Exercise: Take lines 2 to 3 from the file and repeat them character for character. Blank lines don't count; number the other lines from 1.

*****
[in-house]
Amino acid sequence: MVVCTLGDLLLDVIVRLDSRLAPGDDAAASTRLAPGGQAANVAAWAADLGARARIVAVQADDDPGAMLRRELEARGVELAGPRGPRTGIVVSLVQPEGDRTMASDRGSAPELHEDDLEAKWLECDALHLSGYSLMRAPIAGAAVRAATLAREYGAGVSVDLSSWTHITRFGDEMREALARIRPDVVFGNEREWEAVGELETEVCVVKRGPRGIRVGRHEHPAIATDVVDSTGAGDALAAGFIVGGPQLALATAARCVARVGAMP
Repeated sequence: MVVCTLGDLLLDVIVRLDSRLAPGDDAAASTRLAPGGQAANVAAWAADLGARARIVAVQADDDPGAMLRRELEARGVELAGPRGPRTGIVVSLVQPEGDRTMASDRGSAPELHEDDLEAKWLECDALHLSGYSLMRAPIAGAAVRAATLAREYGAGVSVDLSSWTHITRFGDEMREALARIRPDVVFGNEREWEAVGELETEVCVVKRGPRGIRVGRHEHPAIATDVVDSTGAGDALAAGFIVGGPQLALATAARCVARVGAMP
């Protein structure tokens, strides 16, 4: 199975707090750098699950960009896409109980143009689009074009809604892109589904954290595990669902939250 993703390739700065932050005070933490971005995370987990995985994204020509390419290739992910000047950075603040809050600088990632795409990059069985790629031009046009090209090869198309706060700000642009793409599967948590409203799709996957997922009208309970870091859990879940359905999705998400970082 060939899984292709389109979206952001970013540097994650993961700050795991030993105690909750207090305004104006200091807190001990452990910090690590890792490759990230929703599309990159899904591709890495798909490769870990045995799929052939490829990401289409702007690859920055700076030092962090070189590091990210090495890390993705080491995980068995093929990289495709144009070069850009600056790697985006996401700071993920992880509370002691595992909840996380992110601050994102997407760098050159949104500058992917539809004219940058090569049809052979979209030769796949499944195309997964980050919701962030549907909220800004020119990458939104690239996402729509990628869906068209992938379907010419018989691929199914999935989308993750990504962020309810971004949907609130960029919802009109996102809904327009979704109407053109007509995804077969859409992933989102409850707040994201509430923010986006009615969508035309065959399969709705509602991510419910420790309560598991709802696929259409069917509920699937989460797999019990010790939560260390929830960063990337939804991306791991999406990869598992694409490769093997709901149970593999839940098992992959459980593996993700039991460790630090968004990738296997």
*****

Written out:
Amino acid sequence: MVVCTLGDLLLDVIVRLDSRLAPGDDAAASTRLAPGGQAANVAAWAADLGARARIVAVQADDDPGAMLRRELEARGVELAGPRGPRTGIVVSLVQPEGDRTMASDRGSAPELHEDDLEAKWLECDALHLSGYSLMRAPIAGAAVRAATLAREYGAGVSVDLSSWTHITRFGDEMREALARIRPDVVFGNEREWEAVGELETEVCVVKRGPRGIRVGRHEHPAIATDVVDSTGAGDALAAGFIVGGPQLALATAARCVARVGAMP
Repeated sequence: MVVCTLGDLLLDVIVRLDSRLAPGDDAAASTRLAPGGQAANVAAWAADLGARARIVAVQADDDPGAMLRRELEARGVELAGPRGPRTGIVVSLVQPEGDRTMASDRGSAPELHEDDLEAKWLECDALHLSGYSLMRAPIAGAAVRAATLAREYGAGVSVDLSSWTHITRFGDEMREALARIRPDVVFGNEREWEAVGELETEVCVVKRGPRGIRVGRHEHPAIATDVVDSTGAGDALAAGFIVGGPQLALATAARCVARVGAMP